Your spouse has generally 30 days from the date of service of the petition for dissolution of marriage to file a response. If s/he does not, you could request that the court enter default against him or her. Unless you come to an agreement, default means that you have to prove up your case without the direct participation from your spouse. Obtaining all the necessary evidence is the key in those situations. The court will not award support unless you prove up your spouse's income. Testimony will not suffice. Documents evidencing income, assets, etc. will be necessary in most cases. You can get these documents by a subpoena if you know your spouse's place of employment, bank, accounts. It is vital to prepare for a divorce before you file the petition to either gather the financial documents or at least familiarize yourself with your spouse's financial life such as where s/he banks, what accounts s/he holds, etc. Divorcing spouses often rely on getting this information and documents after divorce is started; however, such reliance can be costly both in terms of fees and time.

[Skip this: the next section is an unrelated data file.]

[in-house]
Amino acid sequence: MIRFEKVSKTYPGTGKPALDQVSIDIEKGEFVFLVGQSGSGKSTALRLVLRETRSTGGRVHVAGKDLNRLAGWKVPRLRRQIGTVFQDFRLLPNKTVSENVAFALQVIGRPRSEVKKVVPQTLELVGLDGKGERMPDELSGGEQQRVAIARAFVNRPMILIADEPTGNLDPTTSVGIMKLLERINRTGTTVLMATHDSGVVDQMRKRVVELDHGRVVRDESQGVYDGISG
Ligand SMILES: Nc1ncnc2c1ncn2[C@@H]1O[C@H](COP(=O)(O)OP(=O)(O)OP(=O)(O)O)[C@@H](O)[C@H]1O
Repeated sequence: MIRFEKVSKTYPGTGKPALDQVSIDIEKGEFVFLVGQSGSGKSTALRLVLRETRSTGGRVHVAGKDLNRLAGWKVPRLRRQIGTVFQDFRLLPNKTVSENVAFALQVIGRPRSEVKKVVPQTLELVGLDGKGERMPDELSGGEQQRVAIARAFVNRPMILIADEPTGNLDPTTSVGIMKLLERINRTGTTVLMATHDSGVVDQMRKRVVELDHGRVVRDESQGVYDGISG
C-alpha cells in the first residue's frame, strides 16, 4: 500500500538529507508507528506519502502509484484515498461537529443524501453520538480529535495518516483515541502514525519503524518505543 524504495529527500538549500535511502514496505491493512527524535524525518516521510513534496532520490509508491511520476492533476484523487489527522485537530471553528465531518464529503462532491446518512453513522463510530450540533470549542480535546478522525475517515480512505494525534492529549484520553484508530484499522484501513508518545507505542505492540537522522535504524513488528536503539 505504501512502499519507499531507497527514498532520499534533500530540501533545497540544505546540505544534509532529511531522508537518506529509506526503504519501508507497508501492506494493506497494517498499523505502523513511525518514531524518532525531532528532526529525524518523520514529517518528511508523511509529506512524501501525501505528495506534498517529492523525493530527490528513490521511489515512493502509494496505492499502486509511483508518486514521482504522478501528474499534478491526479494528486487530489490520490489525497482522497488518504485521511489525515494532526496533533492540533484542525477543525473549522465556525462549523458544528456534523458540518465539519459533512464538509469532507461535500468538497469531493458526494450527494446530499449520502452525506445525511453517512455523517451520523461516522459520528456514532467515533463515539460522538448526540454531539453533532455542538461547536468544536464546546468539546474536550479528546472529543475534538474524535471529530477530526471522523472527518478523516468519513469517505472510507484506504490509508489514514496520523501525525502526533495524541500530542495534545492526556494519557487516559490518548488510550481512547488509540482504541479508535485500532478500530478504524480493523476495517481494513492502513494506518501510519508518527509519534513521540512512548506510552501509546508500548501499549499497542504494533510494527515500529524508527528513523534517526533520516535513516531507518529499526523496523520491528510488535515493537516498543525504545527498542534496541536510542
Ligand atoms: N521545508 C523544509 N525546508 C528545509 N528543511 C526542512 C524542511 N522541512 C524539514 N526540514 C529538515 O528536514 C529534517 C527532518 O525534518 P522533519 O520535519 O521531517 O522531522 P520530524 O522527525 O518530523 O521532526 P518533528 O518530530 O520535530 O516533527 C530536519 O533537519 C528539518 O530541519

Even if your spouse does not respond to the petition, you can still reach an agreement. In that case, you do not need to prove up your case in a default prove up hearing.